To use aspirin as a razor burn treatment, don’t swallow a pill. Instead, you want to apply the medicine directly to the skin to help soothe irritation and slough away the bumps. To do that, crush up two or three aspirin tablets. Mix the crushed tablets with a bit of water, to make a thick paste.
Apply the paste to the rash and let it dry. Once it’s thoroughly dry, rinse it off with warm water.
15. Black Tea
Instead of using black tea bags to treat your shaving burn, you can use straight black tea as a remedy. Let a black tea bag steep in a cup of boiling water for about 5 minutes. The longer you let the tea steep, the stronger it will be and the more effective. Since you’re not drinking the tea, you don’t have to worry about letting it get bitter.
Let the tea cool to room temperature. Once cooled, dip a cotton ball in the tea, then swab it on the bumps. Let it soak in. There’s no need to rinse.
16. Olive Oil
Like coconut oil, olive oil will help soothe razor rash by moisturizing the skin. Since it has less saturated fat than coconut oil and is thinner, the skin often absorbs olive oil more quickly than coconut oil, making it an excellent option when you’re on the go.
To use olive oil to treat your rash, simply rub a thin layer of it into your skin, like you were applying lotion. Let your skin absorb it, the blot away any excess with a tissue.
17. Witch Hazel
Witch hazel is often sold in liquid form in the drugstore. It helps to treat rashes and bumps caused by shaving by reducing swelling and inflammation. Like black tea, it contains tannins that help minimize any inflammation.
Witch hazel also has antibacterial properties to ease any infection that might result from shaving. There are different formulations of witch hazel available. If you’re concerned about redness or sensitivity, look for a variety with rose water or one labeled for sensitive skin.
To use the witch hazel to treat bumps, soak a cotton ball with the solution. Gently rub into the rash and let it soak in. Repeat up to three times a day.
18. Lemon Juice
Like vinegar, lemon juice is mildly acidic, meaning it can help gently exfoliate the skin and loosen up any shaving bumps. It also contains vitamin C, which acts as an exfoliant and can improve cell turnover.
To use lemon juice to treat your rash, soak a cotton ball with fresh-squeezed juice, then apply to skin. Let sit on the skin for up to 15 minutes, then rinse with warm water. If you’re worried that the acidity of the lemon juice will sting, you can dilute it with a bit of water before applying.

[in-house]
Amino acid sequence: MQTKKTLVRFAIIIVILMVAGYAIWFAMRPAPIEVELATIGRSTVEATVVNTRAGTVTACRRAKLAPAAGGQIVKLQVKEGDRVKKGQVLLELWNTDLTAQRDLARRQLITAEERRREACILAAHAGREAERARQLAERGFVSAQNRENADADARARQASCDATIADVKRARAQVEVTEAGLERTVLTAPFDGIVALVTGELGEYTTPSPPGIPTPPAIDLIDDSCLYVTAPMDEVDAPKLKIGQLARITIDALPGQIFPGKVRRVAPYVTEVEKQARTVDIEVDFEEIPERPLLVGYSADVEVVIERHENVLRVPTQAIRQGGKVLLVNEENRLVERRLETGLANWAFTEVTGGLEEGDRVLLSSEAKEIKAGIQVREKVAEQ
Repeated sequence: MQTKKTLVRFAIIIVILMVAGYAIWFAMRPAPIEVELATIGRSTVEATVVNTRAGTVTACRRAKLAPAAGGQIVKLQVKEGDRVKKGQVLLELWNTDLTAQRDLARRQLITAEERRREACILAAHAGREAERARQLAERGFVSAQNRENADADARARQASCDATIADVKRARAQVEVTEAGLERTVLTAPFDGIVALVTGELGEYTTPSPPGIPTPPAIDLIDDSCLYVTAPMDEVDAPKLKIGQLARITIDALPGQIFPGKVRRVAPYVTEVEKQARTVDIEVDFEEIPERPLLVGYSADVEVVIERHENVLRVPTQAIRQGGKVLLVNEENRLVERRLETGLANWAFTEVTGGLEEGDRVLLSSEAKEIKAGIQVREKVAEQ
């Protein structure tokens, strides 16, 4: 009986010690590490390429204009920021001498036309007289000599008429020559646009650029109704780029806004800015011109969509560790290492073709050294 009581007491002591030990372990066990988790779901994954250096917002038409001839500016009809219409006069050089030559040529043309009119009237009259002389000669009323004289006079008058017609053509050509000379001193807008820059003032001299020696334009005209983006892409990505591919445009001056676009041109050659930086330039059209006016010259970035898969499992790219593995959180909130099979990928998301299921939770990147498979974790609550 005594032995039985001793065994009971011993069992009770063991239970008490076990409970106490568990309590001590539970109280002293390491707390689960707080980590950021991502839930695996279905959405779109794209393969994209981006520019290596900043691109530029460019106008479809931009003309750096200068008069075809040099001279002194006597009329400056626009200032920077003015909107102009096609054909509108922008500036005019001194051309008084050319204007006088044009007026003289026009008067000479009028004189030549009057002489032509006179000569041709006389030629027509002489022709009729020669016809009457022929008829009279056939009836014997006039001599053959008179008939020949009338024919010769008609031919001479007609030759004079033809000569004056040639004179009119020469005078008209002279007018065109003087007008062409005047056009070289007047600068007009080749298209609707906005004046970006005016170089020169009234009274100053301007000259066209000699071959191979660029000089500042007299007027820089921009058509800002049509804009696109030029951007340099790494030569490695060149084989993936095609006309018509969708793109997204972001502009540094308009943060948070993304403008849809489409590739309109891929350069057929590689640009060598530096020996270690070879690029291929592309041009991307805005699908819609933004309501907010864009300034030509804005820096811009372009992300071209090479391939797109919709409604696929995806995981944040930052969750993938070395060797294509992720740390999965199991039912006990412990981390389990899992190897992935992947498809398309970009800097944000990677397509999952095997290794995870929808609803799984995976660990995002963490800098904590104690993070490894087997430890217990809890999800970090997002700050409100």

Causes of Razor Burns and How to Prevent Them
Now that you know how to treat razor burn, it’s important to learn how to prevent razor burn. Often, the best way to prevent razor burns and bumps to stop shaving. Of course, that’s not an option for many people, as other methods of hair removal tend to cost more or be more time-consuming.
Poor shaving technique is often to blame for razor bumps. If you need to keep shaving, these tips will help you have a more comfortable shave and help you learn how to cure razor burn by preventing it.
Don’t Dry Shave!
You’re running late for work, but you still want to remove a bit of stubble that’s appeared overnight. Or, you’re a woman who’s got a date, and you want to do a quick once over of your legs before your date arrives.
It’s tempting to whip out a razor and dry shave, but dry shaving is one of the main causes of razor bumps. When you dry shave, the razor doesn’t glide over the skin, slicing away unwanted hair. Instead, it pulls and tugs, occasionally taking pieces of skin with it. The hair follicles ends up twisted and pulled in the wrong direction, so new hair grows down, back into the skin. Often times, if you dry shave you will be able to feel the negative effects of it right away. You will feel the icky burn of razor burn creeping up. It can even appear in the form of small red bumps that of course, is not appealing.
Even if you’re in a hurry, take the time to wet the skin before you shave. Use both water and soap to hydrate the skin fully. A thick shaving gel or cream will provide added moisture as well as added protection against your razor’s blade.
Don’t Shave Too Often
You don’t need to shave every day. The more you shave, the more likely you’ll be to develop in-grown hairs and the more irritated your skin will become.
Unless you see to sprout a full beard overnight, you can most likely get away with shaving every other day or even shaving just twice a week.
Prep the Skin Before Shaving